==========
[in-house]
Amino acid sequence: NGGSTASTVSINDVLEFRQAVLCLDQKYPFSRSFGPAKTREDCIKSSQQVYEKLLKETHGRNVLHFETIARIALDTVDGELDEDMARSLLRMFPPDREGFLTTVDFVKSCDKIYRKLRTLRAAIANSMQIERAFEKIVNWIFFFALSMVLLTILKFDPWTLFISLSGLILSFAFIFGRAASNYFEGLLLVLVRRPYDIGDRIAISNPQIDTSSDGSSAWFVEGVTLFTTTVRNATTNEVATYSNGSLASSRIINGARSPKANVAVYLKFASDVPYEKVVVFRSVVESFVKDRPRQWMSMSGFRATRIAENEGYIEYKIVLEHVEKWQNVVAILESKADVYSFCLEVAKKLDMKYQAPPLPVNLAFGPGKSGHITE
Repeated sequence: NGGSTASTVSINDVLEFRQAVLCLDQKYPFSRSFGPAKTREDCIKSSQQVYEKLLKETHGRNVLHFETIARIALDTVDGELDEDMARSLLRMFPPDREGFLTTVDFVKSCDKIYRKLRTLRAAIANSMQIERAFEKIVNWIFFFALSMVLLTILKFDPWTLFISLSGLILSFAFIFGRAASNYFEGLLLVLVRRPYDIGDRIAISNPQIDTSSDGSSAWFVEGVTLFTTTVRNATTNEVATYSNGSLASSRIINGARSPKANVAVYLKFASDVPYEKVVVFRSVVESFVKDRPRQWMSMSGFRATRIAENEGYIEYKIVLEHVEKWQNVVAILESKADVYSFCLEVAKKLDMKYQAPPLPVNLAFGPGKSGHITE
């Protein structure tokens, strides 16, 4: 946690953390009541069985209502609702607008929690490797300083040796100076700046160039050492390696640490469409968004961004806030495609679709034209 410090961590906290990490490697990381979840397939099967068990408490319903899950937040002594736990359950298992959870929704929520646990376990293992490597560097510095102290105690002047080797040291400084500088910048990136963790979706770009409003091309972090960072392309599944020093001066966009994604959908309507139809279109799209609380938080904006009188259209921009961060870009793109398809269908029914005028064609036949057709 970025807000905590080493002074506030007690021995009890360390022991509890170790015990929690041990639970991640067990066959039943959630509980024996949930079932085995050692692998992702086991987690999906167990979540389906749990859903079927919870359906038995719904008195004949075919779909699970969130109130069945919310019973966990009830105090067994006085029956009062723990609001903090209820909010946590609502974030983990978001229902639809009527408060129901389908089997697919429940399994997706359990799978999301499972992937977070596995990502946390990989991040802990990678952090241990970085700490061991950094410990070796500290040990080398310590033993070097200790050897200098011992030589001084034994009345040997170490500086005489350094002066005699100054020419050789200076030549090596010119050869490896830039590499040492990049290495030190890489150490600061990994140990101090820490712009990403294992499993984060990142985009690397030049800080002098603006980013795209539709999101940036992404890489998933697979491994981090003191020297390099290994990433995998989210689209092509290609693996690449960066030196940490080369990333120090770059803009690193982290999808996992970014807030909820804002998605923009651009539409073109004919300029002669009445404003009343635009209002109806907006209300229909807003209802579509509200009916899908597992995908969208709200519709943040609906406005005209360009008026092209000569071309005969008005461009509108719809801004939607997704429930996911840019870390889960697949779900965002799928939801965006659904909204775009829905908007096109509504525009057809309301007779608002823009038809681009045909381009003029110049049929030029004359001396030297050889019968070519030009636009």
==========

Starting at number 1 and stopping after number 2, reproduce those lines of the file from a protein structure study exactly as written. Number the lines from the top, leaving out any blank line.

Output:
[in-house]
Amino acid sequence: NGGSTASTVSINDVLEFRQAVLCLDQKYPFSRSFGPAKTREDCIKSSQQVYEKLLKETHGRNVLHFETIARIALDTVDGELDEDMARSLLRMFPPDREGFLTTVDFVKSCDKIYRKLRTLRAAIANSMQIERAFEKIVNWIFFFALSMVLLTILKFDPWTLFISLSGLILSFAFIFGRAASNYFEGLLLVLVRRPYDIGDRIAISNPQIDTSSDGSSAWFVEGVTLFTTTVRNATTNEVATYSNGSLASSRIINGARSPKANVAVYLKFASDVPYEKVVVFRSVVESFVKDRPRQWMSMSGFRATRIAENEGYIEYKIVLEHVEKWQNVVAILESKADVYSFCLEVAKKLDMKYQAPPLPVNLAFGPGKSGHITE